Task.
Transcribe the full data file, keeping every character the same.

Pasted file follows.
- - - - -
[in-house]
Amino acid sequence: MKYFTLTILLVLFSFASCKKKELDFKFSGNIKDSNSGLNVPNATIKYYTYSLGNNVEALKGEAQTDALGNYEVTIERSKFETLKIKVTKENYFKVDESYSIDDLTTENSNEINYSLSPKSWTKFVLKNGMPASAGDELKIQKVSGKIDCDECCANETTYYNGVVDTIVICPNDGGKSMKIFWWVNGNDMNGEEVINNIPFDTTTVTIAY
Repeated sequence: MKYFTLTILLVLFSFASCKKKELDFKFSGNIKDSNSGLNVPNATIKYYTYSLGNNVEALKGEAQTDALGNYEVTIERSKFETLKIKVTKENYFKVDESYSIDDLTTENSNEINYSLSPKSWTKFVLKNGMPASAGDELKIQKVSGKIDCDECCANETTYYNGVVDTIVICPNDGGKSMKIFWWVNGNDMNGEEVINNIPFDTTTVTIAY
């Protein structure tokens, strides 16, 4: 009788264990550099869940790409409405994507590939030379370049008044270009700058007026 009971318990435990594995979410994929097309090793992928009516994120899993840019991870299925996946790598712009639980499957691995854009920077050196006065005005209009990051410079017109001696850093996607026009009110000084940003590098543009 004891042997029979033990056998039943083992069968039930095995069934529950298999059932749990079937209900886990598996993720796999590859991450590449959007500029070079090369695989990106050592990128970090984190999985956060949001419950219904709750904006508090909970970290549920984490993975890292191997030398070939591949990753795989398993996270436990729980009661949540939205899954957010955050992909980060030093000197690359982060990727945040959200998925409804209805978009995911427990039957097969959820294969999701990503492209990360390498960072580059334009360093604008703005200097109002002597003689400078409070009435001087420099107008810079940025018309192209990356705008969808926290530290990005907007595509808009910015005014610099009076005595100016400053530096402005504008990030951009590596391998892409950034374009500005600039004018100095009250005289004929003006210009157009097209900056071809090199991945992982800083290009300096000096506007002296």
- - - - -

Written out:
[in-house]
Amino acid sequence: MKYFTLTILLVLFSFASCKKKELDFKFSGNIKDSNSGLNVPNATIKYYTYSLGNNVEALKGEAQTDALGNYEVTIERSKFETLKIKVTKENYFKVDESYSIDDLTTENSNEINYSLSPKSWTKFVLKNGMPASAGDELKIQKVSGKIDCDECCANETTYYNGVVDTIVICPNDGGKSMKIFWWVNGNDMNGEEVINNIPFDTTTVTIAY
Repeated sequence: MKYFTLTILLVLFSFASCKKKELDFKFSGNIKDSNSGLNVPNATIKYYTYSLGNNVEALKGEAQTDALGNYEVTIERSKFETLKIKVTKENYFKVDESYSIDDLTTENSNEINYSLSPKSWTKFVLKNGMPASAGDELKIQKVSGKIDCDECCANETTYYNGVVDTIVICPNDGGKSMKIFWWVNGNDMNGEEVINNIPFDTTTVTIAY
């Protein structure tokens, strides 16, 4: 009788264990550099869940790409409405994507590939030379370049008044270009700058007026 009971318990435990594995979410994929097309090793992928009516994120899993840019991870299925996946790598712009639980499957691995854009920077050196006065005005209009990051410079017109001696850093996607026009009110000084940003590098543009 004891042997029979033990056998039943083992069968039930095995069934529950298999059932749990079937209900886990598996993720796999590859991450590449959007500029070079090369695989990106050592990128970090984190999985956060949001419950219904709750904006508090909970970290549920984490993975890292191997030398070939591949990753795989398993996270436990729980009661949540939205899954957010955050992909980060030093000197690359982060990727945040959200998925409804209805978009995911427990039957097969959820294969999701990503492209990360390498960072580059334009360093604008703005200097109002002597003689400078409070009435001087420099107008810079940025018309192209990356705008969808926290530290990005907007595509808009910015005014610099009076005595100016400053530096402005504008990030951009590596391998892409950034374009500005600039004018100095009250005289004929003006210009157009097209900056071809090199991945992982800083290009300096000096506007002296």